The Korea Herald


British artist brings two celebrated Korean writers into his world

By Lee Woo-young

Published : May 23, 2012 - 19:34

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 Artist highlights writers’ artistic agonies and sufferings mixed with his own

The multi-talented British artist Billy Childish sheds new light on two prominent Korean writers of Korea’s modern literature, Yi Kwang-su and Yi Sang, at his first exhibition in Seoul.

“I wanted to make some paintings that related directly to the people who would be coming to see the exhibition,” Childish said at the opening event for his exhibition “Strange Bravery” in Seoul on May 11.
British artist Billy Childish poses for a photo in front of his painting “Frozen Estuary-River Roach” at Gallery Hyundai in Seoul (Gallery Hyundai) British artist Billy Childish poses for a photo in front of his painting “Frozen Estuary-River Roach” at Gallery Hyundai in Seoul (Gallery Hyundai)

Studying the two writers’ literary works and life, Childish has translated the writers’ artistic agonies into portraits. Childish, who has performed under many names during his career, has captured the suffering the two writers might have endured during the turbulent years of the late Joseon period and the Japanese colonial era between the late 1890s and 1945.

“Yi Kwang-su’s life seems to be very much like that of some important European writers who have been at first uplifted, then dropped for their supposed collaboration with an occupying enemy ― I’m thinking of L.F. Celine, and Knut Hamsun in particular. I love those writers, and Yi Kwang-su seems to be a parallel,” Childish said. 
Yi Kwang-su Yi Kwang-su

Yi Kwang-su is famous for his novel “Heartless,” regarded as Korea’s first modern work of fiction. But he was at the same time criticized as pro-Japanese during Japanese rule.

Yi Sang, a poet and novelist, is considered one of the most innovative writers in modern Korean literature.

“I know Yi Sang painted as well as studying architecture and being a poet unrecognized in his time,” Childish said.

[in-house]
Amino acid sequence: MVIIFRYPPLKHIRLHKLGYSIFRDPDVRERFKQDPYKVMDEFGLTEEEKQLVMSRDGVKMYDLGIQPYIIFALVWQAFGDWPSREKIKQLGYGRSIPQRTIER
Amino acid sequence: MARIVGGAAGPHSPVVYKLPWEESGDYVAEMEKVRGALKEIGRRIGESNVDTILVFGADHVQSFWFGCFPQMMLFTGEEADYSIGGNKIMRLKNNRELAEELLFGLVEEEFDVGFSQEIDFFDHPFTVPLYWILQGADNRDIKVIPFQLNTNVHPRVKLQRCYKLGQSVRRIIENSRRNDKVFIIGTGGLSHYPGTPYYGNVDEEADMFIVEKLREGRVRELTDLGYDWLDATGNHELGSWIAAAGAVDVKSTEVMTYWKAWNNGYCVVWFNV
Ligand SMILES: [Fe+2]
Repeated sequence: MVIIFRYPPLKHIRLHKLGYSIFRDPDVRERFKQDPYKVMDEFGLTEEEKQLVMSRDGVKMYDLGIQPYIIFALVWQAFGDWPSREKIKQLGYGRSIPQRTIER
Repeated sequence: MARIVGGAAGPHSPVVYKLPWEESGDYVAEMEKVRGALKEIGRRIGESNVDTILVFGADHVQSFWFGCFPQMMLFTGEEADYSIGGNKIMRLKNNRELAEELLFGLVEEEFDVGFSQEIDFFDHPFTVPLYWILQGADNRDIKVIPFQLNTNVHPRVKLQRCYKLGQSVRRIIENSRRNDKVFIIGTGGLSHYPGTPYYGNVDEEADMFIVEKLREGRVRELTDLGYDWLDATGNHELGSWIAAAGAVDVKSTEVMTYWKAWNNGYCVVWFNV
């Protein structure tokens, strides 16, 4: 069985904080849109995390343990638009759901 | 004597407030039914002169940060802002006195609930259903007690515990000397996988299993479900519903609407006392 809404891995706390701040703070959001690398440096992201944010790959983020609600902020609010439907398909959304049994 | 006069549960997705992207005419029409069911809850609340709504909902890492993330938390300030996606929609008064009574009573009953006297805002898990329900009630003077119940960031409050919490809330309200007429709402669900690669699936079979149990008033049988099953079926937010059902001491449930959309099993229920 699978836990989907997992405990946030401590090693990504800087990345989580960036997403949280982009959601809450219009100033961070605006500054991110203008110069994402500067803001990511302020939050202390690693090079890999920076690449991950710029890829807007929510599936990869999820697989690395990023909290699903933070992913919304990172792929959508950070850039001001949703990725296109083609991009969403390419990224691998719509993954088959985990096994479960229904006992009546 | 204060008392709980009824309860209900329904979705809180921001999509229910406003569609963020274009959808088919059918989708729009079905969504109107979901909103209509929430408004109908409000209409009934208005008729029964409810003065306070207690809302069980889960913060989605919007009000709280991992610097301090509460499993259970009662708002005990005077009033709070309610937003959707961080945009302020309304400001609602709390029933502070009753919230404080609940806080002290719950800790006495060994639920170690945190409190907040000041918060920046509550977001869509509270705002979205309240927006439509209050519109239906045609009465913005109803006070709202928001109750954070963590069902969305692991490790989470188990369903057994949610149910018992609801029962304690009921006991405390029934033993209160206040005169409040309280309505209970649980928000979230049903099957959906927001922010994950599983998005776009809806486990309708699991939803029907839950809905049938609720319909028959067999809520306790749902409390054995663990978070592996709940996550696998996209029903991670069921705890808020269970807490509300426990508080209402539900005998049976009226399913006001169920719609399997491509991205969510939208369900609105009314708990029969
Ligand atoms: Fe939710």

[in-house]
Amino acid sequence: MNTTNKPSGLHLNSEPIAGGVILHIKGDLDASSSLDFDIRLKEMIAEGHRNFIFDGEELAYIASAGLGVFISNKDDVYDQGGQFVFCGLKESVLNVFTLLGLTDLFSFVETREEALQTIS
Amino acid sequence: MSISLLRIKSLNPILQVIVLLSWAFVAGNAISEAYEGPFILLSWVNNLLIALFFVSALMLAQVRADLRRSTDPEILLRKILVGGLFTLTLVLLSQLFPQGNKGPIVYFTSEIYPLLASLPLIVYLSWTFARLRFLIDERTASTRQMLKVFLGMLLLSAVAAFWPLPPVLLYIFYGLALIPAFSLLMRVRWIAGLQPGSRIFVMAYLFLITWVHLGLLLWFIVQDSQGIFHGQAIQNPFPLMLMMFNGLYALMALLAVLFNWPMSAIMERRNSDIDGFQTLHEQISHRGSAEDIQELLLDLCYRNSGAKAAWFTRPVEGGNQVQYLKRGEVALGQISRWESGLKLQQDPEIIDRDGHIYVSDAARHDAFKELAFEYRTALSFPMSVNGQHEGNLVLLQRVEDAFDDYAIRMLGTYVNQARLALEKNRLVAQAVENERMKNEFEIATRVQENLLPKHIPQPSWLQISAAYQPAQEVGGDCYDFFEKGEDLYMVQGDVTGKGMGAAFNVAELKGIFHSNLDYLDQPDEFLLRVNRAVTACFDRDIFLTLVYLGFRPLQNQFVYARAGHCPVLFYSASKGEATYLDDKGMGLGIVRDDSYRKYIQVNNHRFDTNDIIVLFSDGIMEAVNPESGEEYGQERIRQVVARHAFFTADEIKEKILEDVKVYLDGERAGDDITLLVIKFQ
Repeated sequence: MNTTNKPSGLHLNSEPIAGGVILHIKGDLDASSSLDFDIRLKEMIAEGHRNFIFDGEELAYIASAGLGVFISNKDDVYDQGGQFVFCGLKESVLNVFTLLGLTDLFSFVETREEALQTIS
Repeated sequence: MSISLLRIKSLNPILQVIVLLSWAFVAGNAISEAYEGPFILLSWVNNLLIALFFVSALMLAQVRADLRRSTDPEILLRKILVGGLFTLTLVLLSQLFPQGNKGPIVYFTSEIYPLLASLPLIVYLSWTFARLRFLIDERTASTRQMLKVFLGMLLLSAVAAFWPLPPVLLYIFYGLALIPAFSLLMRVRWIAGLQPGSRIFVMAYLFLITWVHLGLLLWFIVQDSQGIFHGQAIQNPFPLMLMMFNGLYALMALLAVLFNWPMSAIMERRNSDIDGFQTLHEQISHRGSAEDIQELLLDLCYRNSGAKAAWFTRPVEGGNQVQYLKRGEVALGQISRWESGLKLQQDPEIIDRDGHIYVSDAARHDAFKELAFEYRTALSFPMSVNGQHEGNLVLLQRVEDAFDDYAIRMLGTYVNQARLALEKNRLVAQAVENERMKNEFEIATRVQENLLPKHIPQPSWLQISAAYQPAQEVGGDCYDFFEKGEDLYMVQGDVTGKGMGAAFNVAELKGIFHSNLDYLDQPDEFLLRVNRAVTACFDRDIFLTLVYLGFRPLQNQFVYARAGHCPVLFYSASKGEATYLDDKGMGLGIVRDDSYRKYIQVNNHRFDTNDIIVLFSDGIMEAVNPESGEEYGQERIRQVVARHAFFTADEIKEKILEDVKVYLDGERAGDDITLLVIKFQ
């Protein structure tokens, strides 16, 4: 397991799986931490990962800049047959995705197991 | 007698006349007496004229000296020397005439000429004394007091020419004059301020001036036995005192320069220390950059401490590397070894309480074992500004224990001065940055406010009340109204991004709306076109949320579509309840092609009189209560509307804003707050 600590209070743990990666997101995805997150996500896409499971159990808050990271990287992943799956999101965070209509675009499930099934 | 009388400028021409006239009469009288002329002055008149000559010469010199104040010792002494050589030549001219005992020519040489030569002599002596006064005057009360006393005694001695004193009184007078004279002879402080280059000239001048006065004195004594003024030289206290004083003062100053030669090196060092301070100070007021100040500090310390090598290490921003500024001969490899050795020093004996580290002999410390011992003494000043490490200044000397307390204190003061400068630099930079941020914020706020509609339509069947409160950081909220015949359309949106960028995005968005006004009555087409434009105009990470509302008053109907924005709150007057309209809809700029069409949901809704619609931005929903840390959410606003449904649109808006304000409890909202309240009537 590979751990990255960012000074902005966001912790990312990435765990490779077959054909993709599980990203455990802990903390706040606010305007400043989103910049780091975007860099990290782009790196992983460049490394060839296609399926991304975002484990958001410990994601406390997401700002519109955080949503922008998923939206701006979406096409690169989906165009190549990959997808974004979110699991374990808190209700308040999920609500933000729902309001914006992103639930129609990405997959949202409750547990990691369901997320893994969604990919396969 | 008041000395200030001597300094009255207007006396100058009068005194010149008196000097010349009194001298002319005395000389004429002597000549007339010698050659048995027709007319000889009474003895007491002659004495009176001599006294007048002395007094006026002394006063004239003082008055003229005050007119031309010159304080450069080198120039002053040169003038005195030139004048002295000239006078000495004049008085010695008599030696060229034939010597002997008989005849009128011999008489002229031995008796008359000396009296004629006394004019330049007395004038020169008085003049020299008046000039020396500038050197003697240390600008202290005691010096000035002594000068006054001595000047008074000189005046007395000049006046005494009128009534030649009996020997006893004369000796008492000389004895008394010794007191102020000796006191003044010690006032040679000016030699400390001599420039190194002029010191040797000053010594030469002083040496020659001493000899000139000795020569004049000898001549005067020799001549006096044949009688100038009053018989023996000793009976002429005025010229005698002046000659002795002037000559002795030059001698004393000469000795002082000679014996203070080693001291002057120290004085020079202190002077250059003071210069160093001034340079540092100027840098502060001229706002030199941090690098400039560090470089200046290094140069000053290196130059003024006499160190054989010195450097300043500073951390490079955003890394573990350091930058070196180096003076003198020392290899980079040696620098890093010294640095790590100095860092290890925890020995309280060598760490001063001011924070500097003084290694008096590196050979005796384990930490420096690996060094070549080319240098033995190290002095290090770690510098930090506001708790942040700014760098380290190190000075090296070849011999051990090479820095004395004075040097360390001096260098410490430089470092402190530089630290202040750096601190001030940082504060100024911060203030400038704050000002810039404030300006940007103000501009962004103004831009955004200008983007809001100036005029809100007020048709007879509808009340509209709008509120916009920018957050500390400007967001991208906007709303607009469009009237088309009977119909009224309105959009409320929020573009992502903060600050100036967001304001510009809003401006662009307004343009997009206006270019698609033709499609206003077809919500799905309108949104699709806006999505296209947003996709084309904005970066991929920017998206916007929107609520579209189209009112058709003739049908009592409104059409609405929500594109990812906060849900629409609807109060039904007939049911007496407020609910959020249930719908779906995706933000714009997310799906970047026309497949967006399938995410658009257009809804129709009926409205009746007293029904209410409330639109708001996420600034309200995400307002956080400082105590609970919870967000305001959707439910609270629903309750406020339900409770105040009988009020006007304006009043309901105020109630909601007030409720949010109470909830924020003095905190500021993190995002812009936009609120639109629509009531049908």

Yi Sang in Fedora (Billy Childish/Neugerriemschneider) Yi Sang in Fedora (Billy Childish/Neugerriemschneider)

Based on the writers’ old photos, Childish brought the two writers back to life in his own interpretation mixed with his own memories of childhood abuse and alcoholism.

“While the artist spells out the agonies and sufferings of the literates who had confronted the grim at the beginning of the 1900s, he attempts to abstract the stories of all those who suffer from his works,” Kang So-jung, exhibition manager at Gallery Hyundai wrote in an introduction to the exhibition.

Childish’s art is reminiscent of the works of Edward Munch and Vincent Van Gogh, whom Childish considers the two greatest figures of art world.

His works are also seen as spontaneous and resistant to the art trend of the time, which reflect Childish’s own personality.

He led the international art movement called Stuckism in 1999 against conceptual art and advocated figurative painting. But he left the movement shortly thereafter.

“I was briefly a member of the Stuckists’ formal formation in 1999, and I was the instigator of the manifestoes. I left the Stuckists shortly afterwards because I felt they didn’t represent what I was talking about in the manifestoes,” Childish said.

During the course of his multifaceted career, he has defied categorization.

Childish has released more than 100 albums as a musician and published 30 pieces of poetry as a dyslexic poet.

He was expelled from St. Martin’s School of Art for refusing to visit galleries and exhibitions.

His first exhibition in Korea is titled “Strange Bravery,” a phrase which Childish borrowed from one of his favorite writers.

It also reflects his art philosophy, that is, to keep his fluid and immediate nature against the mainstream art.

“To do something for the sake of doing it in the face of disinterest ― and against the odds, requires ‘a strange bravery.’ To follow my star when everyone told me I was heading in the wrong direction has been the course of my life,” he said.

“Strange Bravery” runs through June 3 at Gallery Hyundai in Jongno, Seoul.

By Lee Woo-young  (